The 1940s: War and Amazing Prosperity

Jan. 1, 2009
The 1940s was a decade that began in the deepest depression the world had ever seen, and ended in previously unimaginable growth and prosperity. World War II began a shift in demographics from the farm to the city. In its aftermath, the population grew exponentially. We became better educated, and our newfound growth and prosperity offered amazing opportunities for the refrigeration and comfort industries.

It was in the midst of a war highly dependent upon refrigeration for troop supply that a new magazine, The Refrigeration Industry, precursor of Contracting Business, was born.

Publisher Irving B. Hexter’s message then was much the same as our mission now. He wrote, “We are going to try to give you an interesting, timely, and informative magazine that will bring you answers to some of your problems.”

In 1944, the majority of this new publication’s readers, contractors, dealers, and jobbers (wholesalers), were primarily concerned with refrigeration. Some were involved in systems for food production and storage, even more were involved in grocery store and domestic refrigeration. They sold domestic refrigerators,and they kept frozen food lockers and locker plants operating.

Mechanical cooling — air conditioning — was a luxury enjoyed mostly by moviegoers.

As more people were drawn to the cities and exposed to air conditioning at work and at play, the idea that they could be cool at home as well gradually began to take hold.

Clarence Birdseye’s frozen foods had been marketed since 1929. It wasn’t until after the war, however, that frozen food had any real impact. It took home freezers to really get the idea going. Many contractors and dealers began manufacturing their own home freezers to meet the post war demand. Some even sold frozen food and the packaging to do home freezing.

Restaurants and food markets soon became promising and growing consumers of frozen foods and the refrigeration equipment to preserve them.

Because of the war, and then the housing boom following it, refrigerators were in short supply, and it was common to joke about when the refrigerator you ordered might arrive.

While sulfur dioxide and methylene chloride refrigerants were still widely used, the new Freon gases were making an impression; however, Freon supply was a problem because of a dire shortage of cylinders. That shortage would remain a problem for most of the decade even though product capacity grew rapidly. In 1949, the first one-pound cans of R-12 and R-114 — called Charg-a-Can — appeared in the market.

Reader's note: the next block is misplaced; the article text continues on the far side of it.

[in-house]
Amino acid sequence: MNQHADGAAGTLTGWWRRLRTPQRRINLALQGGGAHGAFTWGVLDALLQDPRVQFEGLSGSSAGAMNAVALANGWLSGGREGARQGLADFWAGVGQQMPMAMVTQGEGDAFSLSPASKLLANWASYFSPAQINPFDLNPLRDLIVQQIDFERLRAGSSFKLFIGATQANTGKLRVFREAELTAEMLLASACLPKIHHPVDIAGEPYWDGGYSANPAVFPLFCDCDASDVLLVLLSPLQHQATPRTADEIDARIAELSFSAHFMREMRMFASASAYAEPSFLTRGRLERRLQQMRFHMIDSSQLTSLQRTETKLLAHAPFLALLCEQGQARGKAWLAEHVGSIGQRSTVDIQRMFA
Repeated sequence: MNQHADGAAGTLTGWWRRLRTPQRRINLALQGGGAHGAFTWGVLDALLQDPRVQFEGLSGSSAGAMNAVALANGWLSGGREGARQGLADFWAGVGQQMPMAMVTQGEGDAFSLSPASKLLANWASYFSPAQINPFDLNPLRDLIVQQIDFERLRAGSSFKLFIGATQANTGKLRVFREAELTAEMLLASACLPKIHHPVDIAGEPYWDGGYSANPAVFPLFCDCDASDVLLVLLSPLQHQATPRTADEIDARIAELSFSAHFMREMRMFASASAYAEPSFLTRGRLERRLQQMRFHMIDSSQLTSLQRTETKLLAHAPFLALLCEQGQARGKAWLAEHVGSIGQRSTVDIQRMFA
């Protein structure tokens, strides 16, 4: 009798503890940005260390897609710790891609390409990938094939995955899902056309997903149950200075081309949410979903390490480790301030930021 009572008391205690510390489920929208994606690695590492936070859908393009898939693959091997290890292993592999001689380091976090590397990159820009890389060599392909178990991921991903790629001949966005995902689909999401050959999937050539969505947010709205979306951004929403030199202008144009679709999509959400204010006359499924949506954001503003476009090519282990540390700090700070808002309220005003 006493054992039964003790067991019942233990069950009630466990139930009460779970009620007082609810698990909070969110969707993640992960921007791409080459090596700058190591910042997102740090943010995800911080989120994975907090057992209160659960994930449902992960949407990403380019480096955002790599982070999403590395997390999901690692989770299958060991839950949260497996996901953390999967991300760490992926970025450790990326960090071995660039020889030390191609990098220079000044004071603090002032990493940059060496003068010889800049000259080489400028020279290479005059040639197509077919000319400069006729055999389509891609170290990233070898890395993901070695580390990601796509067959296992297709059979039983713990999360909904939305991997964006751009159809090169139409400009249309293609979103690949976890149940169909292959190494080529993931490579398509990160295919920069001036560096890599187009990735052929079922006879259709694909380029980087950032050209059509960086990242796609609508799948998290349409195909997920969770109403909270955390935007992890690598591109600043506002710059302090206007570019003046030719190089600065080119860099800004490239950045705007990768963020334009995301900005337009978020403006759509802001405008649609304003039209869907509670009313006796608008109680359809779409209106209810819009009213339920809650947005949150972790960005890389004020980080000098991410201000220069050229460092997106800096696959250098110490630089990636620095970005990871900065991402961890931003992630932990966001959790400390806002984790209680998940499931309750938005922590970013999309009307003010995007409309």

Seeing a need to share ideas, and increase professionalism and standardization in contracting, a group of contractors met in December 1945 at the Palmer House in Chicago to complete the formation of the National Association of Refrigeration Contractors (NARC). Reflecting the growing market for comfort cooling, at the end of the decade that group changed its name to the Refrigeration and Air Conditioning Contractors Association(RACCA). It was also in 1949 that this magazine had its first name change to Commercial Refrigeration and Air Conditioning, perhaps foretelling the time when air conditioning would overtake refrigeration as a market force.

As early as 1945, Walter L. Bartel of the Ricwil Co., said of the comfort cooling industry, “Air conditioning is from the status of a luxury to that of a necessity. This is especially true of such commercial establishments as theaters, restaurants, and specialty shops, where to build a new structure without provisions for comfort cooling would be courting economic disaster.”

As the decade progressed, packaged vertical air conditioners known as Store Coolers were popular for restaurants, bars, barber shops, and stores. Heavy, cumbersome window units became a regular sight.

Hermetic compressors made a debut in condensing units, but servicing them was a problem. One technical school’s answer was to cut the top off canisters, repair the units, then reseal the compressor. Another technical advancement that captivated the entire industry was the heat pump. Even ground water heat pumps were in use.

As the 1940s grew to a close, technological advances and economic prosperity promised a bright beginning to the next decade. The biggest problem was supplying the demand. Next month, we’ll look at the 1950s and how demand issues were addressed.

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